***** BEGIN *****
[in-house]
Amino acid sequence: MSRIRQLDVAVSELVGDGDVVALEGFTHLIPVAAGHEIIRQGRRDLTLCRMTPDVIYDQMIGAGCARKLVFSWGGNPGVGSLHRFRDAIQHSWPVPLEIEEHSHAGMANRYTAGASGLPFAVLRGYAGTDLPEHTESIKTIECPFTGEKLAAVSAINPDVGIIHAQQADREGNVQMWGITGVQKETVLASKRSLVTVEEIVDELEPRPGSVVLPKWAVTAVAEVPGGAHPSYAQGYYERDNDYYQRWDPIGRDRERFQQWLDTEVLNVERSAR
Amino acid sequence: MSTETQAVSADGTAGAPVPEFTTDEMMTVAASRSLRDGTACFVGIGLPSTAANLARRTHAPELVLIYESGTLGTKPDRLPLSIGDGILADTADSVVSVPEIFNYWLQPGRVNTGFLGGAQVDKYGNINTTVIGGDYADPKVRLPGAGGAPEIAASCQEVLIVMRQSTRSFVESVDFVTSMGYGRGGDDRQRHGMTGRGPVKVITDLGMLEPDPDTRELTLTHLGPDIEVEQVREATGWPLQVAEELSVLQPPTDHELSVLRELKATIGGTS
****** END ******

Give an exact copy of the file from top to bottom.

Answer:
[in-house]
Amino acid sequence: MSRIRQLDVAVSELVGDGDVVALEGFTHLIPVAAGHEIIRQGRRDLTLCRMTPDVIYDQMIGAGCARKLVFSWGGNPGVGSLHRFRDAIQHSWPVPLEIEEHSHAGMANRYTAGASGLPFAVLRGYAGTDLPEHTESIKTIECPFTGEKLAAVSAINPDVGIIHAQQADREGNVQMWGITGVQKETVLASKRSLVTVEEIVDELEPRPGSVVLPKWAVTAVAEVPGGAHPSYAQGYYERDNDYYQRWDPIGRDRERFQQWLDTEVLNVERSAR
Amino acid sequence: MSTETQAVSADGTAGAPVPEFTTDEMMTVAASRSLRDGTACFVGIGLPSTAANLARRTHAPELVLIYESGTLGTKPDRLPLSIGDGILADTADSVVSVPEIFNYWLQPGRVNTGFLGGAQVDKYGNINTTVIGGDYADPKVRLPGAGGAPEIAASCQEVLIVMRQSTRSFVESVDFVTSMGYGRGGDDRQRHGMTGRGPVKVITDLGMLEPDPDTRELTLTHLGPDIEVEQVREATGWPLQVAEELSVLQPPTDHELSVLRELKATIGGTS